No. 1, Haradh No. 1 and Hawiyah No. 1 are still producing today. These discoveries pointed toward the existence of one continuous reservoir with a common oil/water contact, which was designated as Ghawar Field in 1952. Ghawar the Bedouin originally called the pasturage area El Ghawar remains the largest single oil eld on Earth. Not only is Saudi Aramco getting most of its daily oil production from Ghawar but also most of its daily rawgas feed. The elds production reached a zenith of 5.7 million bpd by 1981 a world record for continuous production in a single eld but output was reduced later that decade due to declining demand. Still, the elds current, sustained 5 million bpd output is unrivaled. Since its discovery, enormous Ghawar has kept oil experts on their toes. In mid-2007, the Ghawar Integrated Assessment and New Technology (GIANT) team, an interdepartmental group working on a long-term, visionary endeavor to better understand and characterize the oil eld, came across an interesting nding while looking at ways to maximize the reservoirs oil recovery percentage. The researchers found an extensive micro-pore system of hidden passages in carbonate rock, where a signicant percentage of unrecovered oil resides. Today, the GIANT team is analyzing this newfound potential and nding ways to tap into the as-yet untapped world below.

Chart above shows the accumulative oil production over the years of Ghawars ve discovery wells.
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After World War II and with the resumption of drilling, the most obvious location to resume wildcat drilling was the Ain Dar structure because of its proximity to producing facilities at Abqaiq. Ain Dar No. 1 was drilled in 1948 and owed oil to the surface during drillstem testing. Ain Dar No. 1 was put on production in early 1951 at an extraordinary oil rate of 15,600 barrels per day (bpd) and is still producing today more than 57 years later, with the original well casings and with the aid of best-in-class reservoir management practices. The well, amazingly, produced dry oil for 49 years, before producing its rst water in 1999. Over the years, this magnicent well has produced 152 million barrels of oil and is still producing 2,100 bpd in 2008.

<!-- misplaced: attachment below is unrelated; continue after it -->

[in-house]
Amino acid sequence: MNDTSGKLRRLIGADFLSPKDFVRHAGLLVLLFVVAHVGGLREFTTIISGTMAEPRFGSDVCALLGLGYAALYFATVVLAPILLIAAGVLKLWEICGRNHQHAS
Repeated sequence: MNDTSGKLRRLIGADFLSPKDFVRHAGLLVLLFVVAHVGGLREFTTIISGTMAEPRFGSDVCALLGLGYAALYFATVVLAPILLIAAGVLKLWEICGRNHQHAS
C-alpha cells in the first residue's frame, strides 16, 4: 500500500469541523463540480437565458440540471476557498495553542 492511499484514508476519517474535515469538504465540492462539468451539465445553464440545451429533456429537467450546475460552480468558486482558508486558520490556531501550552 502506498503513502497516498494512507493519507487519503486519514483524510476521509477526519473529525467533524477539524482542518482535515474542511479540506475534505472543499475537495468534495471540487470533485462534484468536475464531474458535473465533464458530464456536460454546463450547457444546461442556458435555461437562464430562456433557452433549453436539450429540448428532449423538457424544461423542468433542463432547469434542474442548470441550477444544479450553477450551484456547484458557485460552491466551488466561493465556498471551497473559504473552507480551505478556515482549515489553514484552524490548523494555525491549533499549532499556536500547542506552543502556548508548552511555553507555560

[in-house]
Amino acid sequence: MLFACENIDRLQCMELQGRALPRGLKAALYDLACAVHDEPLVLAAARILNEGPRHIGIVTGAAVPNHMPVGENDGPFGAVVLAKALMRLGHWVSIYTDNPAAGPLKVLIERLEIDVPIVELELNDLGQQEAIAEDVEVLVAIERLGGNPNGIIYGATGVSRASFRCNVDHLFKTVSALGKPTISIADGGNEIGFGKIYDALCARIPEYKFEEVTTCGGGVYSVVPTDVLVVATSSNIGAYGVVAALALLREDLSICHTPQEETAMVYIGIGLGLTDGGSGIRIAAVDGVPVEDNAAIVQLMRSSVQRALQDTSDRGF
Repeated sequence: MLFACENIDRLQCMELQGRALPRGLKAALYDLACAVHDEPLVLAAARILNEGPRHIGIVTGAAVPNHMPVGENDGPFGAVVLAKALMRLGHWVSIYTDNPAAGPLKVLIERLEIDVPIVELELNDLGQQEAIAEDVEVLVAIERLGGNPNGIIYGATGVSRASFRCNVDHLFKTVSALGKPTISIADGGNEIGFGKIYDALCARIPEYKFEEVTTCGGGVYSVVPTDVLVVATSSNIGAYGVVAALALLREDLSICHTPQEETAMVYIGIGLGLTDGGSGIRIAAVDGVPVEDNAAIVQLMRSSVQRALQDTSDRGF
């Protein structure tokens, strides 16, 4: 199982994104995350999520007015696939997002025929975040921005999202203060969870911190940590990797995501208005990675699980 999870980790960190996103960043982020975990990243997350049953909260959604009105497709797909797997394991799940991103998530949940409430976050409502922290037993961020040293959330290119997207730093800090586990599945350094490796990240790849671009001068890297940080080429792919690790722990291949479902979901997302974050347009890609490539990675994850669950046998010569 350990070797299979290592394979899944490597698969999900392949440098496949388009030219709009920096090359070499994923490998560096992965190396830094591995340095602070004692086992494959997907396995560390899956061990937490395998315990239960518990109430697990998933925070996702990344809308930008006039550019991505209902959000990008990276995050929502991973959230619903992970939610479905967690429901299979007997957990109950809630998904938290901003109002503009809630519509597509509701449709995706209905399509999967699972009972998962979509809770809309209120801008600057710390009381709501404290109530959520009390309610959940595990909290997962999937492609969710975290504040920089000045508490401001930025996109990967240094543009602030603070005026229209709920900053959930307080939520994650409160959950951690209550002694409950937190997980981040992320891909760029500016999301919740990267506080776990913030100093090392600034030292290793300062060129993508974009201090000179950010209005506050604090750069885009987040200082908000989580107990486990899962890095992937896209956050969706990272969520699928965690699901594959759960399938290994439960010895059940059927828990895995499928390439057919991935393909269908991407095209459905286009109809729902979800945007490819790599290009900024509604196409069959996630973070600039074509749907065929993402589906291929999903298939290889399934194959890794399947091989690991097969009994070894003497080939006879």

However, because Haradh well was nearly 200 km south of Ain Dar production facilities and therefore impractical to produce at the time, Aramco had to wait 15 years to bring it on-stream. In 1964, Haradh No. 1 was nally put on production at an oil rate of 6,400 bpd. The well was shut in during the mid-1980s due to low demand but resumed production in 1990 at 6,700 bpd of dry oil, after acid stimulation. Haradh No. 1 has produced more than 24 million barrels of oil in its career, and continues to produce in 2008 at an oil rate of 2,300 bpd with a watercut of only 1 percent.

In 1949 Aramco engineers wanted to drill a step-out well, Ain Dar No. 2, about 12 km to the south 2 of Ain Dar 1; instead, a second wildcat was drilled 185 km to the south at Haradh. At that time, no one openly suggested that the En Nala anticline would prove to be one continuous eld. This possibility became very real when the Haradh No. 1 wildcat struck oil in 1949.

Uthmaniyah No. 1 was important in establishing that the En Nala anticline was oil-lled between Ain Dar and Haradh. This wildcat well was drilled in 1951 and tested initially at 9,200 bpd. As with the other Ghawar wells, oil gravity was in the range of 33 degrees API (Arabian Light Crude). Uthmaniyah No. 1 was brought onstream in 1956 and produced at an oil rate of 11,300 bpd in its rst year. Located on the eastern ank of Uthmaniyah, this well was the rst of the discovery wells to employ a water shutoff to extend dry oil production. This discovery well has produced more than 20 million barrels of oil.